The HP Spectre x360 15 is a Portable Productivity Monster

Posted on February 29, 2016 by Paul Thurrott in Hardware, Windows 10 with 0 Comments

The HP Spectre x360 15 is a Portable Productivity Monster

One year ago this week, I was introduced to HP’s stunning Spectre x360, the most impressive convertible PC released in 2015. I just had one question: Would HP ever consider making a 15-inch version? The answer, happily and surprisingly, is yes. And it is awesome.

As with its 13.3-inch cousins, which of course now feature Intel’s newest Skylake-based chipsets, Windows 10, Bang & Olufsen audio, and an optional new Ash Silver with Copper color scheme, the HP Spectre x360 15 provides a premium experience, with high-quality materials, design, and construction.

And it does so at very reasonable pricing: $1150 for a version with a Core i5 processor, a 15.6-inch FHD (1080p) screen, 8 GB of RAM and 256 GB of SSD storage. Or you can go with a faster Core i7 processor, 16 GB of RAM and a stunning UHD display for just $200 more. Put another way, the 15-inch versions of the Spectre x360 carry about a $150 premium over equivalent 13-inch versions. Again, very reasonable.

But here’s the kicker. While the Spectre x360 15 is of course bigger and heavier than its 13.3-inch cousins, it is no thicker: HP has somehow, magically, retained the same “z height” of the 13.3-inch version. That is, when the machines are closed, they are the same 15.9 mm height, as you can see here:


Of course, this is no Ultrabook, and the x360 15 is thicker and heavier (at 4 pounds) than the few 15-inch Ultrabooks out in the market. But its also a lot less expensive, and when you add in the versatility of this convertible design, the trade-offs start to make plenty of sense.

So what do you get with a larger x360?

For starters, you get a bigger 15.6-inch screen and more battery. As noted above, the screen can be had in 1080p and UHD variants. As usual, I opted for the 1080p version, which I find to be ideal for screen size. It is configured for 125 percent display scaling in Windows 10 by default, which looks wonderful. And it will deliver better battery life than the UHD version, of course, though my results have been mixed so far. (More on that below.)


You get more expansion, too. There are 3 USB 3.0 ports, all of which support sleep and charge. And a single USB-C port, though it should be noted that this one only supports data, so it can’t be used for charging the x360 or for driving a display. But that’s fine, because the x360 provides both full-sized HDMI and miniDisplayPort for video-out. There’s also a full-sized SD card slot, in case you were worried HP wasn’t using all that real estate.


(If you own or have seen the original x360, you may be interested to know that the side-mounted volume keys remain, but the side-mounted Windows button is gone. I suspect this is because of design changes in Windows 10; remember: The x360 first shipped with Windows 8.1.)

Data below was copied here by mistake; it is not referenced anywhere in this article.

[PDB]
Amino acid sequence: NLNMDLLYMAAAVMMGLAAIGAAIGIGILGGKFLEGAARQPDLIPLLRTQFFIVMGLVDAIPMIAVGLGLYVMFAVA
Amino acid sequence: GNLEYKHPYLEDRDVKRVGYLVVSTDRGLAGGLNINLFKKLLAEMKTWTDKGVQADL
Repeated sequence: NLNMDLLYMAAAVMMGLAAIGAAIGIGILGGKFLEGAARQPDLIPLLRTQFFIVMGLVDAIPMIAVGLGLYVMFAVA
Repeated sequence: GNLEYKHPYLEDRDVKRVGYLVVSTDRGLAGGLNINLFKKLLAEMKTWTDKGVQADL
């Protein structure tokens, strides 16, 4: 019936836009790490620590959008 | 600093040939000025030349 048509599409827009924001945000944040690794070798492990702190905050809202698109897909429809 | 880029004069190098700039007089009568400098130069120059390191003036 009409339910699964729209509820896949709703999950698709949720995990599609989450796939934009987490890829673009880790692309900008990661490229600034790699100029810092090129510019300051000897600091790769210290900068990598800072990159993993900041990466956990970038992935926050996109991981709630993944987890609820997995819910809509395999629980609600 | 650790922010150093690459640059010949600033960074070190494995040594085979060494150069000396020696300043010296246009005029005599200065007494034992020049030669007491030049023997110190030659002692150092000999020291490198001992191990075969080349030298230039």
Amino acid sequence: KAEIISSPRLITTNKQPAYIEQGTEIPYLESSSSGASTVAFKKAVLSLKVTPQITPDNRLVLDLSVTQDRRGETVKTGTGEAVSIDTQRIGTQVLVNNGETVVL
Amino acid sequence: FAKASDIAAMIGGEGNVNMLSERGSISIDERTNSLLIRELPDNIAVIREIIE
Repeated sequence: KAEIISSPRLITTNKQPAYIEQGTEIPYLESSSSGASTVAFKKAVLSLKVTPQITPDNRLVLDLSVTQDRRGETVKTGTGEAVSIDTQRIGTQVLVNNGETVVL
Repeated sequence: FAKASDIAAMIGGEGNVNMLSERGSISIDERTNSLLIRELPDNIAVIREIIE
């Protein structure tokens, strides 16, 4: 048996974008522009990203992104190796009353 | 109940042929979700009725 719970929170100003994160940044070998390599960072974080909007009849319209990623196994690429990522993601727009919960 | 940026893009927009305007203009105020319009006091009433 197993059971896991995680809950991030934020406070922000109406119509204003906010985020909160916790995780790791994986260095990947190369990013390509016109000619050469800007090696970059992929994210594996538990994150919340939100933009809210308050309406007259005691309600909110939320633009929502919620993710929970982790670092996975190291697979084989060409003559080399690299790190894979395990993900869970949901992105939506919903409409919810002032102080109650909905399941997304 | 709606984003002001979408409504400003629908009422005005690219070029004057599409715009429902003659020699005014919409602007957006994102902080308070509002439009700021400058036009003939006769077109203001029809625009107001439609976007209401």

The 15.6-inch x360 also delivers richer and deeper sound thanks to the larger Bang & Olufsen speaker enclosures found to the sides of the keyboard. There are also two other speakers, below the keyboard, which kick in when the x360 is used in non-laptop modes (like Tent or Stand).

And while this won’t be unique to the 15.6-inch version of the Spectre x360 for long, this device comes with a most welcome change: The power cord is brand new, and much shorter than the ginormously long power cables HP has provided with recent PCs.


While this newest addition to the Spectre x360 lineup delivers on the style and build quality we’ve come to expect, it also brings forward a few of the same issues. The device is curiously hard to open when the lid is closed, for example. And there’s no Windows Hello-compatible fingerprint reader or camera, so the simplest sign-in you get is a PIN. Oddly, there’s no Ash Silver and Copper option, though maybe that will happen in the near future. (And will add to the cost.)


My battery life tests haven’t been too encouraging: Despite HP advertising up to 11 hours of battery (9.25 with the UHD/Core i7 model), I’ve rarely seen over 7 hours of battery life in real-world usage. And on a cross country flight from Boston to Seattle, the x360 15 was barely able to hit the 5 hour mark in purely productivity usage, and didn’t quite last the entire flight. Brightness was set at 50 percent, but I wonder if the poor in-flight Wi-Fi played a role.

Still, consider the competition: Apple’s much-touted MacBook Pro 15 (2880 x 1800) is rated at up to 9 hours of battery life, sure. But those devices start at $1999. You get other advantages for that price—a quad core i7 rather than the dual-core chips used by HP, and discrete graphics in the $2500 model—but for most productivity workers, the HP just makes way more sense, even with less battery life.


Indeed, choosing between the HP Spectre x360 and Microsoft’s Surface Book, which recently overcame its sleep apnea affliction thanks to a much-needed firmware update, would be difficult were it not for one salient fact: Like the MacBook Pro, Surface Book simply too expensive at $1500 and up.

Unless you have fairly unusual creative, gamer or power-user needs, the Spectre x360 15 hits all the right beats, and it’s an ideal machine for productivity users who prefer big screens. And I most certainly do prefer big screens. I’ll continue using the Spectre x360 15—and evaluating the battery life further—over my next few trips. But this PC really hits the right balance for me, and is a near-ideal productivity monster.


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